Our solar system might have been a vastly different place before Jupiter arrived, according to a new Proceedings of the National Academy of Sciences that suggests that the gas giant may have destroyed an entire generation of inner planets before entering its current orbit.
In the study, researchers from the University of California, Santa Cruz propose that Jupiter may have “swept through the early solar system like a wrecking ball,” destroying an entire generation of inner planets and causing many of our solar system’s quirks before finally settling in.
As co-author and UCSC astronomy professor Gregory Laughlin explained, “Now that we can look at our own solar system in the context of all these other planetary systems, one of the most interesting features is the absence of planets inside the orbit of Mercury. The standard issue planetary system in our galaxy seems to be a set of super-Earths with alarmingly short orbital periods. Our solar system is looking increasingly like an oddball.”
A grand attack
Laughlin and co-author Konstantin Batygin explore what Discovery News refers to as the Grand Tack theory of our solar system’s formation. This theory suggests that during its infancy, Jupiter was swept up in the gravitational wake of its own buildup and spiraled inward, colliding with the would-be planets and asteroids unlucky enough to get in its way.
The result would not be unlike a break shot in a game of pool, scattering these objects all over the place and causing a chain reaction that could have easily destroyed any planet in the area, the study authors explained. It wasn’t until Saturn formed and evolved that the rampage stopped, due to the newer gas giant’s counteracting Jupiter’s inward spiral, allowing it to settle into position beyond Mars and clearing the way for a second-generation of planets (including Earth) to form.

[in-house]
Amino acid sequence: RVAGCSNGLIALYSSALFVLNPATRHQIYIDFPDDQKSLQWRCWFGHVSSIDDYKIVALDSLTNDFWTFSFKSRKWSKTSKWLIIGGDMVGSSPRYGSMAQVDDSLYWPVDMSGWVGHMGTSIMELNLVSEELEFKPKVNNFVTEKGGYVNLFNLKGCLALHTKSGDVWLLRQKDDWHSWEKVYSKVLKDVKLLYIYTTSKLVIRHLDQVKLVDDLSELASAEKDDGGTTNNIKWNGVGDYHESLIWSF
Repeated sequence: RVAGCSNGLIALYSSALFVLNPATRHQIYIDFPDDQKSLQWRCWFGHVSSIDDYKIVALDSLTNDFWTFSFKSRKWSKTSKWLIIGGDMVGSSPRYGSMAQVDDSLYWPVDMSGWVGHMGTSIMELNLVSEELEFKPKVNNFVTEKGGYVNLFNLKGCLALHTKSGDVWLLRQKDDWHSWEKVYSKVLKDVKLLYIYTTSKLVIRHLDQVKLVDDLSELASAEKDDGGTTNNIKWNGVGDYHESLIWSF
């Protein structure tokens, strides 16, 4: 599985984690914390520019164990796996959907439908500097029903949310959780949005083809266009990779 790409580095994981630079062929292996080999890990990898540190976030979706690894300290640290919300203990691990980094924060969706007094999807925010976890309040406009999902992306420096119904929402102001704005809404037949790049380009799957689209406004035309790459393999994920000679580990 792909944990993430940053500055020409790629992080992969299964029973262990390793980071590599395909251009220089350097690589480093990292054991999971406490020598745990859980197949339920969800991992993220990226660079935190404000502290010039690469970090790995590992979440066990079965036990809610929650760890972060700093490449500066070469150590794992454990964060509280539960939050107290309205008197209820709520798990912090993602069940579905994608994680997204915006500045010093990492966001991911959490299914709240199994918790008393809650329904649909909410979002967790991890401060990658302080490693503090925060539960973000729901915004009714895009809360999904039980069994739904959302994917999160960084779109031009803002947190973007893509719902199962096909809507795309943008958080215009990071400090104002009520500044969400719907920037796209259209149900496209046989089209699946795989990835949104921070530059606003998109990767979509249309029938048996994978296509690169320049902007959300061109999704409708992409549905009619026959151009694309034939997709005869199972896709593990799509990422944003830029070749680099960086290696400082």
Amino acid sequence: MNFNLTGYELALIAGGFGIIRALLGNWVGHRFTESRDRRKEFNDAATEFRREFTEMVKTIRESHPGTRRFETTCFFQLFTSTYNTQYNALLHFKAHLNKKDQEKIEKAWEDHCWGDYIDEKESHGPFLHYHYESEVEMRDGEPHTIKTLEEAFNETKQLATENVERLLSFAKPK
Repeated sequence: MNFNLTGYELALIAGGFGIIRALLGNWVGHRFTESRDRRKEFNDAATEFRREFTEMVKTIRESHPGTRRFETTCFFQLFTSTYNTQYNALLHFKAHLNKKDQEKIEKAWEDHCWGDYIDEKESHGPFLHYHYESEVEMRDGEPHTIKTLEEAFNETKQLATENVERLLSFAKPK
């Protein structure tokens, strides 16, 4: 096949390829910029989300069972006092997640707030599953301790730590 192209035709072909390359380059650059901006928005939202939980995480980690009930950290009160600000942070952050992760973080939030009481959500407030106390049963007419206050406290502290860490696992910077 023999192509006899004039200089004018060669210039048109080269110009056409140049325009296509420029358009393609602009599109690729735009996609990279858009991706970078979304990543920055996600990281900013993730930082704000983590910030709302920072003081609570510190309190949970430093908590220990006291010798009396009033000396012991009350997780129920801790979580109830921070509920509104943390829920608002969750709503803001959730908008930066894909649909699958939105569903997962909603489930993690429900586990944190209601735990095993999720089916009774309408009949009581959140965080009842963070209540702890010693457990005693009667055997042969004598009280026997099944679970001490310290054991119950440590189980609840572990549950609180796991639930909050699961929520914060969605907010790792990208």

The planets destroyed as a result of Jupiter’s activity and the resulting debris would have been recently-formed super-Earths that were likely driven into the sun, the UCSC researchers added. In contrast, the second-generation worlds that formed from material that had been left behind, would have less mass and thinner atmospheres than would have otherwise been anticipated.
“This kind of theory, where first this happened and then that happened, is almost always wrong, so I was initially skeptical,” Laughlin said. “But it actually involves generic processes that have been extensively studied by other researchers. There is a lot of evidence that supports the idea of Jupiter’s inward and then outward migration. Our work looks at the consequences of that. Jupiter’s ‘Grand Tack’ may well have been a ‘Grand Attack’ on the original inner solar system.”
Pretty. Violent. (Girl punk rock duo?)
The computer models used by Laughlin and Batygin indicated that conditions during the early solar system would have been ideal for multiple, high-speed collisions, Discovery News noted. Those collisions would have been “pretty violent,” Laughlin explained, taking place at speeds of five kilometers per second and involving 100-kilometer objects. The events would have been “energetic and damaging,” with one set of collisions causing a domino effect that led to others.
“If our solar system had started out as a normal, standard-issue solar system, it shows that the Grand Tack could have very handily kind of wiped the slate clean and destroyed any planets that originally were interior to Mercury’s orbit,” the UCSC professor told the website.
We imagine the whole thing looked like this: